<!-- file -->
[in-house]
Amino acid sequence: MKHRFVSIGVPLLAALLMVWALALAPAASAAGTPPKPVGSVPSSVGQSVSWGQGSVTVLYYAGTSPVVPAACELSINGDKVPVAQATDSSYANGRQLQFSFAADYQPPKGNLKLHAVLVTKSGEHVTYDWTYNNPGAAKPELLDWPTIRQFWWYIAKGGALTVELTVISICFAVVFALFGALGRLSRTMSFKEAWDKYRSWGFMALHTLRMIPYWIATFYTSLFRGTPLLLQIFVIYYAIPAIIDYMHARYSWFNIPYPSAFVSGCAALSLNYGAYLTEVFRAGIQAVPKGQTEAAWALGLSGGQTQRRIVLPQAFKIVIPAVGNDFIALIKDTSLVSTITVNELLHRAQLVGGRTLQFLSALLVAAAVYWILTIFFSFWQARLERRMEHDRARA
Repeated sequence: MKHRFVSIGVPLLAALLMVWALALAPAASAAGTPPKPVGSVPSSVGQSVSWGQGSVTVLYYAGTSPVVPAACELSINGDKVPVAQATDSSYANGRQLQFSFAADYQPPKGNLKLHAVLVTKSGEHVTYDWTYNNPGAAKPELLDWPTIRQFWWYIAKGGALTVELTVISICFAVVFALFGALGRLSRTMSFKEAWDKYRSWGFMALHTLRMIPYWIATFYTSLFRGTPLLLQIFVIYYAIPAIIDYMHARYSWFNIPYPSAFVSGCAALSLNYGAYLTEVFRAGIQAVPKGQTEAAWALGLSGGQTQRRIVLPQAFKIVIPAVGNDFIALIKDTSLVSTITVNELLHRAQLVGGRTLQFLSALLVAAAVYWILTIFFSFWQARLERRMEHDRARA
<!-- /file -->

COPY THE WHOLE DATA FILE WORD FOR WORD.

[in-house]
Amino acid sequence: MKHRFVSIGVPLLAALLMVWALALAPAASAAGTPPKPVGSVPSSVGQSVSWGQGSVTVLYYAGTSPVVPAACELSINGDKVPVAQATDSSYANGRQLQFSFAADYQPPKGNLKLHAVLVTKSGEHVTYDWTYNNPGAAKPELLDWPTIRQFWWYIAKGGALTVELTVISICFAVVFALFGALGRLSRTMSFKEAWDKYRSWGFMALHTLRMIPYWIATFYTSLFRGTPLLLQIFVIYYAIPAIIDYMHARYSWFNIPYPSAFVSGCAALSLNYGAYLTEVFRAGIQAVPKGQTEAAWALGLSGGQTQRRIVLPQAFKIVIPAVGNDFIALIKDTSLVSTITVNELLHRAQLVGGRTLQFLSALLVAAAVYWILTIFFSFWQARLERRMEHDRARA
Repeated sequence: MKHRFVSIGVPLLAALLMVWALALAPAASAAGTPPKPVGSVPSSVGQSVSWGQGSVTVLYYAGTSPVVPAACELSINGDKVPVAQATDSSYANGRQLQFSFAADYQPPKGNLKLHAVLVTKSGEHVTYDWTYNNPGAAKPELLDWPTIRQFWWYIAKGGALTVELTVISICFAVVFALFGALGRLSRTMSFKEAWDKYRSWGFMALHTLRMIPYWIATFYTSLFRGTPLLLQIFVIYYAIPAIIDYMHARYSWFNIPYPSAFVSGCAALSLNYGAYLTEVFRAGIQAVPKGQTEAAWALGLSGGQTQRRIVLPQAFKIVIPAVGNDFIALIKDTSLVSTITVNELLHRAQLVGGRTLQFLSALLVAAAVYWILTIFFSFWQARLERRMEHDRARA